The rapidly developing field of stem cell research mobilises immense amounts of money in private and public grants, says Celia Deane-Drummond. But it also raises deep ethical questions regarding health justice and the dignity of human life.
America can either tolerate constant and crippling conflict, or recognise that the yearning for peace is universal, and strengthen its resolve to end conflicts around the world, say US Christian leaders, echoing President Obama's words back to him. They are calling for a new approach to Afghanistan based on "a humanitarian and development surge".
Since the fall of the Berlin Wall, twenty years ago, many critics have been quick to sign liberation theology's death certificate, says Walter Altmann. But its biblical concern with justice still continues to resonate.
The Charter for Compassion seeks to bring people together across the varieties of global faith and belief, in recognition of the fact that "in separateness lies the world’s great misery, in compassion lies the world’s true strength."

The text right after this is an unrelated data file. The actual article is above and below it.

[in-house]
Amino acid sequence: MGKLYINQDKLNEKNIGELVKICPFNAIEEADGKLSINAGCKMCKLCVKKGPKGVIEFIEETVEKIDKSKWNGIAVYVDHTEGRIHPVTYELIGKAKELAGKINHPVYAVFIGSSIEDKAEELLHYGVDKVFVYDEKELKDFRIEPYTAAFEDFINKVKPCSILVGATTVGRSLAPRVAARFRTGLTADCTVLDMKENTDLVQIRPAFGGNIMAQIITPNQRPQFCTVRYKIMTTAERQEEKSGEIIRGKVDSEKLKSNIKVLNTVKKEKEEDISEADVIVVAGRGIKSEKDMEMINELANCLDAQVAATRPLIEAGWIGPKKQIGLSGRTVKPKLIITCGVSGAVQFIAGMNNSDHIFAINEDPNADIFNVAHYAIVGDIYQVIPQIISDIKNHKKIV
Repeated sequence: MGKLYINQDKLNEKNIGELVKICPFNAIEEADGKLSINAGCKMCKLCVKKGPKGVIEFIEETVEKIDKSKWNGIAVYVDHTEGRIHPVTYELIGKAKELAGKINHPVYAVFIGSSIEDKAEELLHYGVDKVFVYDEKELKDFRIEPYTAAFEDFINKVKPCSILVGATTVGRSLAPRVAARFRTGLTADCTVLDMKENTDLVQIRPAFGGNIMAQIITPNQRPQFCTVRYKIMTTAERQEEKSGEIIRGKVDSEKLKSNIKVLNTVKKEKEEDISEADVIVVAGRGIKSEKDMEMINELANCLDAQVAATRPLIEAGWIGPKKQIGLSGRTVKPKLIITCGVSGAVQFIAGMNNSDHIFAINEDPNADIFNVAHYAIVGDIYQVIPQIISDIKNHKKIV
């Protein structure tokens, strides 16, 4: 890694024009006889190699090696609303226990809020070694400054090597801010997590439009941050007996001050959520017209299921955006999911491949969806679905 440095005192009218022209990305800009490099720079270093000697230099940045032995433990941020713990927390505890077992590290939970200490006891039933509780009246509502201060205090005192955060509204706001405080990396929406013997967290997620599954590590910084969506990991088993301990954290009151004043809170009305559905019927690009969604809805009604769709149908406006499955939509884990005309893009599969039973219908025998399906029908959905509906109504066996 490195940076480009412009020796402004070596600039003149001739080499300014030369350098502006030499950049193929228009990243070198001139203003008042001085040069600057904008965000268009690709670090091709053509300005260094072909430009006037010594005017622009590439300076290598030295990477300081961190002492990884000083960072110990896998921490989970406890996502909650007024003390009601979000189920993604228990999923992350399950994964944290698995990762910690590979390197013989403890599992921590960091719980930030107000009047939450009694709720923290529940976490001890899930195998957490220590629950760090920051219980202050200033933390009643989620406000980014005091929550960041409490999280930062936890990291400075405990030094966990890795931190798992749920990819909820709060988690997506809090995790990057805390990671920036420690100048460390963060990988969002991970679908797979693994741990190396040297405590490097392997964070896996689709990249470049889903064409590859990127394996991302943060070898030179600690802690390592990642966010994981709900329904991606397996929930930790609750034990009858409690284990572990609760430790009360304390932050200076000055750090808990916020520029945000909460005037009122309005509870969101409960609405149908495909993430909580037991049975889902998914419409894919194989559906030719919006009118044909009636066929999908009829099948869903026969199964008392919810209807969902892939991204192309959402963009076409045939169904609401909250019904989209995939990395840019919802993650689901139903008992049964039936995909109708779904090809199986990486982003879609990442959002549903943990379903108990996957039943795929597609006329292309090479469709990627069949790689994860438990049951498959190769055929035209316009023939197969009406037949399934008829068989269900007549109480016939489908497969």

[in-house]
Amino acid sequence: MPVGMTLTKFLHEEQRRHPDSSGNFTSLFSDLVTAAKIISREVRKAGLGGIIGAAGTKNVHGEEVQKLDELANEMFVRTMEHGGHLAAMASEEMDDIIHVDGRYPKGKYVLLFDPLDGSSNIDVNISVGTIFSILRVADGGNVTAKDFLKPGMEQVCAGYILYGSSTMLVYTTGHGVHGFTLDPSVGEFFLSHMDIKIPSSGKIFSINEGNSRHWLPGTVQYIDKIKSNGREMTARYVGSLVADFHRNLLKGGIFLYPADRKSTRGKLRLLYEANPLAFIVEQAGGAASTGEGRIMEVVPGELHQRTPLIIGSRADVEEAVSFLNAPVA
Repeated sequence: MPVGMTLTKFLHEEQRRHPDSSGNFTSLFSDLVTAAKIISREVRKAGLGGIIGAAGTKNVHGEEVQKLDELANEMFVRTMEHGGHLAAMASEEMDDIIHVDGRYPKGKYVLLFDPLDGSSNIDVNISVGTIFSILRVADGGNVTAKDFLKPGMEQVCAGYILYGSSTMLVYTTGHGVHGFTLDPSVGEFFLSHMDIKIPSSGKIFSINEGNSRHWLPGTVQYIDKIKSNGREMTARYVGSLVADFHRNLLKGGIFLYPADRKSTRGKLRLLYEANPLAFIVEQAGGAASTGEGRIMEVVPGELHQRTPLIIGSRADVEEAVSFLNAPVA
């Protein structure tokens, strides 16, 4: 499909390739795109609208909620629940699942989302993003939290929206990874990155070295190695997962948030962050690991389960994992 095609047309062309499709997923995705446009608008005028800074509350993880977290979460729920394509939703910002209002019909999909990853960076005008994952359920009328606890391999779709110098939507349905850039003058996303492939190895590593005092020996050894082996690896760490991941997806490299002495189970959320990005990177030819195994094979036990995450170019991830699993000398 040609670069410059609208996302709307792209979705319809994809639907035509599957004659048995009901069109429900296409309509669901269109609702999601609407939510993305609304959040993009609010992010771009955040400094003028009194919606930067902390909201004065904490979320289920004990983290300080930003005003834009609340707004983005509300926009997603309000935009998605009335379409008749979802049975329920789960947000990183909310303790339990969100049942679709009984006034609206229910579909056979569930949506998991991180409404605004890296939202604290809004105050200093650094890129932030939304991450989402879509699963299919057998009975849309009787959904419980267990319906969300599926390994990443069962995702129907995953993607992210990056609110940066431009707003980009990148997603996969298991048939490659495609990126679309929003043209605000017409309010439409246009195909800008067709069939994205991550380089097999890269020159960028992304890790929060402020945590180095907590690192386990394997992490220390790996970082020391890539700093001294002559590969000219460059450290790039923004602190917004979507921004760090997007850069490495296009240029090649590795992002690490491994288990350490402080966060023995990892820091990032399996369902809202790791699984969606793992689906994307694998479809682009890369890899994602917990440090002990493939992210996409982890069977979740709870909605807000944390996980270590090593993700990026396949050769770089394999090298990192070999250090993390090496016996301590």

The climate-change campaign needs a sense of can-do enthusiasm, says Giles Fraser. It would be really something if faith leaders were able to help replace gloomy defeatism with a broader version of something Christians call hope.
The churches contributed to the peaceful revolution in central and eastern Europe as well as to the ending of the apartheid regime in southern Africa, says Konrad Raider. Now the ecumenical movement has accepted the challenge to overcome violence as its special vocation.
The UK must take urgent and decisive action to reinvigorate the peace processes in Sudan, says Giles Fraser. Only with real international leadership can we hope to realise our commitment to protect the dignity of human life in Sudan.
The United States faces mounting problems in the three leading conflict zones of Afghanistan, Pakistan and Iraq, says Paul Rogers. The escape-route lies not in military escalation but in a change of thinking.
The political and social shock waves caused by weeks of pro-democracy protests in East Germany followed by the fall of the Berlin Wall on 9 November 1989, were felt around the world, says Stephen Brown. They still resonate today, and have important theological implications.
The Anglican Communion must oppose legislation which dehumanises, fails to protect, and makes pastoral care impossible for lesbian, gay, bisexual and transgender people, says Colin Coward. This is a moment of truth.